Diana Athill's Extraordinary Life, By Dipika Mukherjee
I “found” Diana Athill rather late in my reading life, and I have V.S. Naipaul to thank for it.
A week after Naipaul’s death, Athill wrote an essay about being Naipaul's editor. She described admiring Naipaul’s work but disliking the man, and there was such certitude in her storytelling voice that I was immediately hooked.
I hunted down Stet. Part historical overview of British publishing, part break-room office gossip, it was riveting. Athill had been a well-regarded British editor for fifty years, and her own literary career took off after her retirement; this book was published when she was 83 years old. When I read Stet, Diana Athill was already a hundred years old, yet meteoric in the British literary scene. She became my hero; this rare, ageless female writer, one who discusses literary nuances and sexual romps with great pleasure.
Athill’s editorial training is evident in every crisp, well-crafted sentence. When she announces her inability to care about money – and as most writers earn so little from writing that financial optimism seems a prerequisite for this profession -- she phrases it delightfully so: “Somewhere within me lurks an unregenerate creature which feels that money ought to fall from the sky, like rain. Should it fail to do so – too bad; like a farmer enduring droughts one would get by somehow, or go under, which would be unpleasant but not so unpleasant as having blighted one’s days by worrying about money.”
She has chapters for the writers she edited -- Naipaul, Rhys, Updike – and through her, I discovered the enchantment of The Wide Sargasso Sea. Jean Rhys had a troubled life and left the world some exquisite prose, and Athill has a great deal of respect for even the most difficult of writers :
“The chief difference, it seems to me, between the person who is lucky enough to possess the ability to create – whether with words or sound or pigment or wood or whatever – and those who haven’t got it, is that the former react to experience directly and each in his own way, while the latter are less ready to trust their own responses and often prefer to make use of those generally agreed to be acceptable by their friends and relations. And while the former certainly include by far the greater proportion of individuals who would be difficult to live with, they also include a similarly large proportion of individuals who are exciting or disturbing or amusing or inspiring to know.”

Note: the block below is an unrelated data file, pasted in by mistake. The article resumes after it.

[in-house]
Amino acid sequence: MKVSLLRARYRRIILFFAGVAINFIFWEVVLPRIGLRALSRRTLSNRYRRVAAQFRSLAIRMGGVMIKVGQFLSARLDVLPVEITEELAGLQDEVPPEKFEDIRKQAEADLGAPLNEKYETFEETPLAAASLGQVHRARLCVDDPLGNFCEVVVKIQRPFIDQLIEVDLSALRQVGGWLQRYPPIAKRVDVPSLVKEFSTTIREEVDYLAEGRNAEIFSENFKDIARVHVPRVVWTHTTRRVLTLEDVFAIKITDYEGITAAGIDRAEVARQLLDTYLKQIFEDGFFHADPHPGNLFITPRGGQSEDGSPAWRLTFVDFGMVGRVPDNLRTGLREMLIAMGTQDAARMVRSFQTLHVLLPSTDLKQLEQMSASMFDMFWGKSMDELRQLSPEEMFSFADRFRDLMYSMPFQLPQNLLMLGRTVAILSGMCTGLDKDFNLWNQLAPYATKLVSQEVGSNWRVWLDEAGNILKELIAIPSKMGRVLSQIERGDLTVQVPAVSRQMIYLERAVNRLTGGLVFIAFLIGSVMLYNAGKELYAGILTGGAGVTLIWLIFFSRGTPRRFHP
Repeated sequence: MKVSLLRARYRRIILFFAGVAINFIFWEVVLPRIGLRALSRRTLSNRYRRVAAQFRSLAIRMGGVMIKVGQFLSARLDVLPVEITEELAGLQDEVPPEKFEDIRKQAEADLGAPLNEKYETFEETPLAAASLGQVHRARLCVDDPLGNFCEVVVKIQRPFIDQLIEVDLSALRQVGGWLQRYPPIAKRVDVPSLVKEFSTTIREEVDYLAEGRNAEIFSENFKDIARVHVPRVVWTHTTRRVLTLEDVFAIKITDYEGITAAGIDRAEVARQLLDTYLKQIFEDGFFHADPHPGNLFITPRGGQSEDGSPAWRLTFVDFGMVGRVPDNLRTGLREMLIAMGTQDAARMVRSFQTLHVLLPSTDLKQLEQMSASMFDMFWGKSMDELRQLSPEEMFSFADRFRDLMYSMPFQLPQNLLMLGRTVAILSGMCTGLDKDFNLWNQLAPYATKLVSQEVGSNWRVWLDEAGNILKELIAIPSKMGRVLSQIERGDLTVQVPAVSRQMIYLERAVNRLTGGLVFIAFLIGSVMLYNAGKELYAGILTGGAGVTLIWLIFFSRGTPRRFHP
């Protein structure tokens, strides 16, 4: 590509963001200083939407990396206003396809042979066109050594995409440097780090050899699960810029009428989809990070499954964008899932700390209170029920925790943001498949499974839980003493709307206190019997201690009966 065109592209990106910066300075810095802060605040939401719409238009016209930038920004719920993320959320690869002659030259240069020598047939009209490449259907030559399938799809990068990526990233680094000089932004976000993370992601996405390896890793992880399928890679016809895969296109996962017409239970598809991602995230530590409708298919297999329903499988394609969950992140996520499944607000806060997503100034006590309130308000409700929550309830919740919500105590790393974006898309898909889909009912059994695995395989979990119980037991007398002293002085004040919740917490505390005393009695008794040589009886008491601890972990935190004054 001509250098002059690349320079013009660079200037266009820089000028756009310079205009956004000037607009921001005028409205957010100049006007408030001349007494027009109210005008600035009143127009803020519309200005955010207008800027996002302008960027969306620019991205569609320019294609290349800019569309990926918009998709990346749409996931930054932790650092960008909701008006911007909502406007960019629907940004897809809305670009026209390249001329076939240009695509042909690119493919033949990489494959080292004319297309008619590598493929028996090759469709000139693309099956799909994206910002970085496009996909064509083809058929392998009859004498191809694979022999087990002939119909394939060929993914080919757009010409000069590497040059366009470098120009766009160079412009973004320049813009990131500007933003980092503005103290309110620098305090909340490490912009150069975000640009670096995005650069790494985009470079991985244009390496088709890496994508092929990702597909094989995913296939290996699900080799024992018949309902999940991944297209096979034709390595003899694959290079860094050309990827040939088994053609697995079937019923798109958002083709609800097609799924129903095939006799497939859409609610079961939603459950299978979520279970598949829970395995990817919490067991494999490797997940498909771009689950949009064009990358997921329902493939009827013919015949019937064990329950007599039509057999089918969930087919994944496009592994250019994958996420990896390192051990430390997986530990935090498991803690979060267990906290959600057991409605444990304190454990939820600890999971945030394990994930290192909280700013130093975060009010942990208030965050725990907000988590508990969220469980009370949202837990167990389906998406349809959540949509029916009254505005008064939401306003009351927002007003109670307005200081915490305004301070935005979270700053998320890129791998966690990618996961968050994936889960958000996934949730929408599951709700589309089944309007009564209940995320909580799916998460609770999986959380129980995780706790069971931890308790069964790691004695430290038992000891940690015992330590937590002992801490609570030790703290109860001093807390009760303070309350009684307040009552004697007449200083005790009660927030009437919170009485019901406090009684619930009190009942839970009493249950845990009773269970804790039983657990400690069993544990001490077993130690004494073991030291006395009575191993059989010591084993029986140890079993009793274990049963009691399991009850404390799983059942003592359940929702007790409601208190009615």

Athill’s imaginary world was boundless, and she looked for writers who opened hearts and minds, especially in difficult times:
“...why books have meant so much to me. It is not because of my pleasure in the art of writing, though that has been very great. It is because they have taken me so far beyond the narrow limits of my own experience and have so greatly enlarged my sense of the complexity of life; of its consuming darkness, and also – thank God – of the light that continues to struggle through.
Stet is an apt title for her memoir; from the Latin “let it stand” it is used on corrected manuscripts to indicate that a correction or alteration should be ignored. This book was, in her own words, meant to live on even after her own life was erased, so that she would “feel a little less dead if a few people read it”.
More than a few people have already read Stet, and those that haven’t yet, a treat awaits.
Thank you for your words, Diana Athill. The literary world is an immeasurably better place for having had you in it.
Dipika Mukherjee is a writer and sociolinguist. Her work, focusing on the politics of modern Asian societies and diaspora, includes the novels Ode to Broken Things (Repeater, 2016) and Shambala Junction (Aurora Metro, 2016).